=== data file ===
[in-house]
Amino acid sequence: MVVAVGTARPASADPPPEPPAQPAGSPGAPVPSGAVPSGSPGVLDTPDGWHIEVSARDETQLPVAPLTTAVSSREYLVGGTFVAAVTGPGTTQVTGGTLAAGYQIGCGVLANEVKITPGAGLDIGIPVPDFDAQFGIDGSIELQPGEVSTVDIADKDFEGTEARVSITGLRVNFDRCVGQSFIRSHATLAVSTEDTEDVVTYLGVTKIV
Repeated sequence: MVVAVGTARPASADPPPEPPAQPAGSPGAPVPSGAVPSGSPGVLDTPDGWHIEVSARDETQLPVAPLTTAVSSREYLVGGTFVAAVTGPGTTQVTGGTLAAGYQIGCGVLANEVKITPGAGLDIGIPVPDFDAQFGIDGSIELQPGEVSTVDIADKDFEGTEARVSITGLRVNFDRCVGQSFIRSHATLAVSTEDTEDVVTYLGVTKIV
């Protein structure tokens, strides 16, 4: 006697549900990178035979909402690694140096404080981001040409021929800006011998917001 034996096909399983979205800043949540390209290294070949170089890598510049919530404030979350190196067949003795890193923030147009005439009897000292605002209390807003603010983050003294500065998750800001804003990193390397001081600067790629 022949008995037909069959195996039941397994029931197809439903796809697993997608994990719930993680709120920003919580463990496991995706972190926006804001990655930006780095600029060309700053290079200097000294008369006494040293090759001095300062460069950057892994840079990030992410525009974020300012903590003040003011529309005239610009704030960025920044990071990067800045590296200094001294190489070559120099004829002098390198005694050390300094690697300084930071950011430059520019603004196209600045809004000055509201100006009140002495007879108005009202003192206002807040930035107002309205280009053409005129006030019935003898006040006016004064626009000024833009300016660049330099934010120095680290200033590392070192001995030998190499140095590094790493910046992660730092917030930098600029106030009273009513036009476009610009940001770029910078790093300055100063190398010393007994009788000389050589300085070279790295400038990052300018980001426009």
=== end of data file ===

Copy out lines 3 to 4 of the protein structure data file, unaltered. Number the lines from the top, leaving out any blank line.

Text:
Repeated sequence: MVVAVGTARPASADPPPEPPAQPAGSPGAPVPSGAVPSGSPGVLDTPDGWHIEVSARDETQLPVAPLTTAVSSREYLVGGTFVAAVTGPGTTQVTGGTLAAGYQIGCGVLANEVKITPGAGLDIGIPVPDFDAQFGIDGSIELQPGEVSTVDIADKDFEGTEARVSITGLRVNFDRCVGQSFIRSHATLAVSTEDTEDVVTYLGVTKIV
């Protein structure tokens, strides 16, 4: 006697549900990178035979909402690694140096404080981001040409021929800006011998917001 034996096909399983979205800043949540390209290294070949170089890598510049919530404030979350190196067949003795890193923030147009005439009897000292605002209390807003603010983050003294500065998750800001804003990193390397001081600067790629 022949008995037909069959195996039941397994029931197809439903796809697993997608994990719930993680709120920003919580463990496991995706972190926006804001990655930006780095600029060309700053290079200097000294008369006494040293090759001095300062460069950057892994840079990030992410525009974020300012903590003040003011529309005239610009704030960025920044990071990067800045590296200094001294190489070559120099004829002098390198005694050390300094690697300084930071950011430059520019603004196209600045809004000055509201100006009140002495007879108005009202003192206002807040930035107002309205280009053409005129006030019935003898006040006016004064626009000024833009300016660049330099934010120095680290200033590392070192001995030998190499140095590094790493910046992660730092917030930098600029106030009273009513036009476009610009940001770029910078790093300055100063190398010393007994009788000389050589300085070279790295400038990052300018980001426009």